Companies across Southeast Asia are going to have to work harder to defend their home turf against a growing number of global and regional competitors, according to the report, titled "Countdown to 2015: Creating ASEAN Champions".
Many domestic players in the region have historically faced little competition in their home markets. Many more have created scale through mass production of low-cost goods, with little thought to building real brands, according to the report. The ASEAN Economic Community, which comes into effect in two years, will be a "game-changer" in the region, not only creating opportunities for companies to expand into new markets but also exposing them to unprecedented competition in their home markets.
For the study, JWT and A.T. Kearney spoke to 50 corporate leaders, the majority from domestic companies across Southeast Asia.
Of the companies the study looked at with annual revenue under $100 million, nearly 40 per cent of leaders conceded that their top-selling product does not have a clear brand idea—or no brand idea at all.
Companies have to make the switch from manufacturing products to selling brands, and it is time to get out of the commodity game, move up the value curve and form a long-term relationship with consumers through brands, said Bob Hekkelman, JWT’s Southeast Asia CEO. “The region’s consumers are moving fast into the middle class and are much more sophisticated in terms of what they buy and what they expect,” he said.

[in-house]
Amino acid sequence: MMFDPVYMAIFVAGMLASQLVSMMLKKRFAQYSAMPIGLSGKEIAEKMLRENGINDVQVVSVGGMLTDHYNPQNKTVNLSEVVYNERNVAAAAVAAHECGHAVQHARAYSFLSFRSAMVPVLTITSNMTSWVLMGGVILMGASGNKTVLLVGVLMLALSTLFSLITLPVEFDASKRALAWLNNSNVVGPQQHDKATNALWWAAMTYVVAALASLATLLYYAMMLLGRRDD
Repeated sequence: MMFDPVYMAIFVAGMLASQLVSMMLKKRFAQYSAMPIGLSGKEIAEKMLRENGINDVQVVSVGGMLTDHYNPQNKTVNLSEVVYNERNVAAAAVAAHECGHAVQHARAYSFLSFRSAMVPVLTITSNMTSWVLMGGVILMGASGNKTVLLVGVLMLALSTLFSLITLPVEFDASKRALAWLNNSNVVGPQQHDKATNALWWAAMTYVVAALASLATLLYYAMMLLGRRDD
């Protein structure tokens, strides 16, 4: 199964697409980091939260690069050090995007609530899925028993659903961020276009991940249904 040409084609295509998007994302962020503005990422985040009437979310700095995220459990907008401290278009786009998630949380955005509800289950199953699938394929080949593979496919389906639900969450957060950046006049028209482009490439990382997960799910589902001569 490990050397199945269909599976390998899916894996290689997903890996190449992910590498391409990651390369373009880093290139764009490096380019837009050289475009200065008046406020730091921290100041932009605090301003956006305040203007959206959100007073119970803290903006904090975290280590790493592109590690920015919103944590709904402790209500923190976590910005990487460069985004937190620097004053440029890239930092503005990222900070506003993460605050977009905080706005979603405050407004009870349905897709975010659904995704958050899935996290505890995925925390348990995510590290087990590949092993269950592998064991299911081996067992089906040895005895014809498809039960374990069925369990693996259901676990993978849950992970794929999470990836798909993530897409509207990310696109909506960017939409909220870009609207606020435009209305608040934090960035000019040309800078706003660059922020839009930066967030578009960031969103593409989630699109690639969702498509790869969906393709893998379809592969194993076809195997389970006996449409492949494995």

With limited growth opportunities elsewhere, Southeast Asia remains one of the world’s most compelling growth stories. ASEAN’s population is projected to reach more than 650 million by 2020, with half under the age of 30. By 2030, 51 per cent of the population (not including Myanmar, Laos, and Brunei) will be in the middle class, according to the report, citing the Brookings Institute. This young population is educated and technology-savvy; its members will continue to want more products and services and demand more from the brands they buy.
When it comes to advertising, domestic companies tend to spend the bulk of their marketing budgets on tactical ads, investing less on brand campaigns to build emotional connections and affinity with consumers. This is particularly true for mid-sized and smaller companies.
The larger companies spend more than half of their budgets on brand campaigns, but the companies with revenue under $100 million spend 70 per cent of their marketing budgets on tactical ads and less than one-third on brand campaigns.
Southeast Asian CEOs and chief marketing officers want immediate business results but sometimes fail to grasp the bigger picture, according to the report.
Of course, there are some Southeast Asian companies that understand the value of a brand. The report cites AirAsia, for example, for pioneering affordable air travel in Asia and Singapore Airlines for setting the bar for full-service carriers.
If companies want to move up the value chain, a strong brand is crucial in the face of fierce competition and rapidly advancing technologies where tangible product differences can be replicated within a brief time frame.